The ambivalent relationship between the United States and its overseas commitments has long been a preoccupation of academics and practitioners alike – whether one looks at particular episodes such as Washington’s role in the creation of the League of Nations, or the alternation of more expansionist and retrenchment tendencies across administrations since Washington constructed the rules-based international order after the end of World War II. Various explanations have been advanced for different aspects of this, be it the unique elements of American political culture or the institutional difficulties of mobilizing resources for specific foreign policy ends.
But while the dilemmas of U.S. commitment may not be new, there has certainly been a few flood of commentary over the past few years about the sobering state of the so-called rules-based international order that the United States and its allies built following the end of WWII. That is in part due to a confluence of worrying trends about the state of that order and Washington’s role in it, including the intensification of major power rivalry, the rise of ideological competition between democratic and authoritarian forms of governance, and added uncertainty about the U.S. role brought about by President Donald Trump, who was elected into office despite explicitly questioning all three of the pillars on which this order has rested – security alliances, freer trade, and a set of common principles and values.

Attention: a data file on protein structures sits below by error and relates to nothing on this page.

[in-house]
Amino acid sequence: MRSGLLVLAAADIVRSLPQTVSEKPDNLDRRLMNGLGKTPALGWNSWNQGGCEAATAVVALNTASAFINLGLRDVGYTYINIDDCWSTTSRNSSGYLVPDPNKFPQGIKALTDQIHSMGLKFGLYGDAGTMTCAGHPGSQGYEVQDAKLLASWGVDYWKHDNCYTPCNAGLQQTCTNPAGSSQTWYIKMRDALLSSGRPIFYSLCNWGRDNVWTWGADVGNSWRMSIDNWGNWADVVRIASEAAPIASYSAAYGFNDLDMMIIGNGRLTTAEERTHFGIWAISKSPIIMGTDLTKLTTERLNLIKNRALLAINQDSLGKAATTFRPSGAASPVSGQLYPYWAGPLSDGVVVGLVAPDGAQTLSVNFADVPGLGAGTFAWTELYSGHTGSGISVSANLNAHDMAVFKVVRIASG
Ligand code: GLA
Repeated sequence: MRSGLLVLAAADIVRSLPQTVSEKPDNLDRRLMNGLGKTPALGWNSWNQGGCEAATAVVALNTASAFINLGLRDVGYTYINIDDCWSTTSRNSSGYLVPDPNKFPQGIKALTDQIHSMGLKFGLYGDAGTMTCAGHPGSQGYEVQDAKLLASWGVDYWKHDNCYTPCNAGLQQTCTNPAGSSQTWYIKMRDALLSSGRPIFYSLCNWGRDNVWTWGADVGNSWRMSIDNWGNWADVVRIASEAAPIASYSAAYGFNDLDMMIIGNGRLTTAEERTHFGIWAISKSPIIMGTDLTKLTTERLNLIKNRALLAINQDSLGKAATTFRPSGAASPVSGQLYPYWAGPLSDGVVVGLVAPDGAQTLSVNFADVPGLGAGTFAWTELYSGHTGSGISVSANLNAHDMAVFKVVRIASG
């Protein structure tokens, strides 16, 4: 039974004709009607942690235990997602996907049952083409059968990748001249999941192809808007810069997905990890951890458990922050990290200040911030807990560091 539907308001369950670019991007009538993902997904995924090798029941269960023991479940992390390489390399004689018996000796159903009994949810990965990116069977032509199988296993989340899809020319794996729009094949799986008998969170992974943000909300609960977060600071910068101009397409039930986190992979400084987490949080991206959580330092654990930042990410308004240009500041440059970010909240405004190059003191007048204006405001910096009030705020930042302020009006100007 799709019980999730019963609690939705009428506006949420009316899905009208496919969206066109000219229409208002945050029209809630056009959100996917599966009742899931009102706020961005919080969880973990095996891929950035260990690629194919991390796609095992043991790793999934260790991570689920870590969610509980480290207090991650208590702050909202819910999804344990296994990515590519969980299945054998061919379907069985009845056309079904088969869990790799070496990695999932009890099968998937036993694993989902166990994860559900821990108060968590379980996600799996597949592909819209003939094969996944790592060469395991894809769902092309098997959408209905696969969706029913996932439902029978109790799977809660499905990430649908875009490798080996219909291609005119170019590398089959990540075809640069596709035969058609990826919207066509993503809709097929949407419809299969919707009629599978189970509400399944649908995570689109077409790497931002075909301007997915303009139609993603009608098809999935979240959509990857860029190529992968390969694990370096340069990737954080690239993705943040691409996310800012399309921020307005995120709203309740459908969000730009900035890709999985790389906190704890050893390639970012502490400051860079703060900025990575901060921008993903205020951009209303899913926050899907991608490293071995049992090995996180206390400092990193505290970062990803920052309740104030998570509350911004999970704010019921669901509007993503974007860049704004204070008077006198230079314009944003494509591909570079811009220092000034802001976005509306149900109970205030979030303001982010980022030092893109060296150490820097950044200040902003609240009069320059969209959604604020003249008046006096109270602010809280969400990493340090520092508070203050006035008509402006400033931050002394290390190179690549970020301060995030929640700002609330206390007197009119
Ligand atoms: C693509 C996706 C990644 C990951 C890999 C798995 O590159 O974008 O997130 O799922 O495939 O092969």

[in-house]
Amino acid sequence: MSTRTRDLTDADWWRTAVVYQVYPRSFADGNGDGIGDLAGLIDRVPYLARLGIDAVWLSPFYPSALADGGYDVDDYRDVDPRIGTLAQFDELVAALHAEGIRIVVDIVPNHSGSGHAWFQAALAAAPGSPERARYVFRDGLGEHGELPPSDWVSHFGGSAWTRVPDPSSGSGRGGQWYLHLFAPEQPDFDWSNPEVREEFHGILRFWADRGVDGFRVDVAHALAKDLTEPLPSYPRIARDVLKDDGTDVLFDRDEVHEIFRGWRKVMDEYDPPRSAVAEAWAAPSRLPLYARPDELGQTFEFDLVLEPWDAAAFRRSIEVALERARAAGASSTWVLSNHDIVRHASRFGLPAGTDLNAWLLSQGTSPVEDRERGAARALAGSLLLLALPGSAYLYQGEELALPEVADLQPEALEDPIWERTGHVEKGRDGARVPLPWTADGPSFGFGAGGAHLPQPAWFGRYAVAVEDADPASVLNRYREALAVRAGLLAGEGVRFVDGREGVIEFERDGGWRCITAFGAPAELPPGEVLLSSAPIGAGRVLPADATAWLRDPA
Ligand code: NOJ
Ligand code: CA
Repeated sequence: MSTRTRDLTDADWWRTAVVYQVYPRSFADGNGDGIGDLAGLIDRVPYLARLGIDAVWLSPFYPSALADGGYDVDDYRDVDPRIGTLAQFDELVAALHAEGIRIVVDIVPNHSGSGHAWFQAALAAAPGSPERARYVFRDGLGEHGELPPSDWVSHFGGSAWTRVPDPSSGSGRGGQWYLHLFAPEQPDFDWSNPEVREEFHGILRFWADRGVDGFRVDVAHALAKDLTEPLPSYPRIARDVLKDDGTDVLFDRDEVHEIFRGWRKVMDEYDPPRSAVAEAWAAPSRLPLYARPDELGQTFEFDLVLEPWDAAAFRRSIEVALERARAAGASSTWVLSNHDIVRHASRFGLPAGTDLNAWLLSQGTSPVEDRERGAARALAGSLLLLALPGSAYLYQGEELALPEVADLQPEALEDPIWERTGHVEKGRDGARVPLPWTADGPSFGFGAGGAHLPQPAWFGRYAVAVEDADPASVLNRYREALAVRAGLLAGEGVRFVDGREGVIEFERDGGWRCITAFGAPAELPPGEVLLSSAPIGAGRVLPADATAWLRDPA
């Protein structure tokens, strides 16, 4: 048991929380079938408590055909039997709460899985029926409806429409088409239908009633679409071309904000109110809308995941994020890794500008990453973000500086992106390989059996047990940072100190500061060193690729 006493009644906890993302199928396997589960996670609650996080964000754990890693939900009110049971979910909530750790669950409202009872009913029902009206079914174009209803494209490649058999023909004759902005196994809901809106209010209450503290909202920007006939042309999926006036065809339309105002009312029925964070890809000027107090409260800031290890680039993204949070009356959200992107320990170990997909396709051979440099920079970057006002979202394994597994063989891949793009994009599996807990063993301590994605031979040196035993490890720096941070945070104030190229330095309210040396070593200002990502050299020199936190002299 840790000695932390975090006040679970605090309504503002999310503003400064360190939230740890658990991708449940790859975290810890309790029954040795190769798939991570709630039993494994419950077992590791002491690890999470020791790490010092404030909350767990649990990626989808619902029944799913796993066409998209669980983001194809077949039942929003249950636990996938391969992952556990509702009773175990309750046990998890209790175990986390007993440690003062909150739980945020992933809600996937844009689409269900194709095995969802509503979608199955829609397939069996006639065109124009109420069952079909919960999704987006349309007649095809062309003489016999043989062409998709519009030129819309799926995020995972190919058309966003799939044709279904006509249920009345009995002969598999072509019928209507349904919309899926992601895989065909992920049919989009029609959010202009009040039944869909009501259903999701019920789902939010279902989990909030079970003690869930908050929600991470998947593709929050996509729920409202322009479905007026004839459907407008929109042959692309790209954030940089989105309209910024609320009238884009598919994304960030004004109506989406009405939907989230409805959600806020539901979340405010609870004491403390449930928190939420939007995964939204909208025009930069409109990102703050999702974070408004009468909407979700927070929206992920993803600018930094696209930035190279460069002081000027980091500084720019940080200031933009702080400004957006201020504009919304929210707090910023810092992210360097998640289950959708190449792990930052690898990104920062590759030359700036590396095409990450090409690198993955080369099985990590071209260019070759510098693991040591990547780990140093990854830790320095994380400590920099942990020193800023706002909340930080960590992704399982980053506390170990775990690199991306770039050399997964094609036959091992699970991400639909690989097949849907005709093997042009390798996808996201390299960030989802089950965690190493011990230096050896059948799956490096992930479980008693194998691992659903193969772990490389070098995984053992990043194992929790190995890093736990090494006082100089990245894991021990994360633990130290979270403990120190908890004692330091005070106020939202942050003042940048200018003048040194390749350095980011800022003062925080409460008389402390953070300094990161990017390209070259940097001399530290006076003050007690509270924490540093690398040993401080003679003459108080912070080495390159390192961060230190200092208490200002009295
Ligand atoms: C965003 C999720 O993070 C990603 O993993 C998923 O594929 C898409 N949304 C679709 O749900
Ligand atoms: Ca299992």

In The Lessons of Tragedy, Hal Brands and Charles Edel, two prominent American historians who served in the State Department during the Obama administration, deliver a powerful warning that the American complacency about the rules-based order is not only worrying, but also ahistorical and potentially catastrophic. For most of history, Brands and Edel rightly note – from the Peloponnesian War to the Thirty Years’ War to the two World Wars – conflict has tragically been the norm rather than the exception, and international orders, be it the Peace of Westphalia or the Congress System, have proven fragile and difficult to sustain, with chaos lurking just over the horizon. While the post-WWII U.S.-led international order may have its own unique characteristics, it is far from immune to these risks, Brands and Edel argue, even if the world has enjoyed 70 years without major war and the United States has been without a major competitor for a quarter century.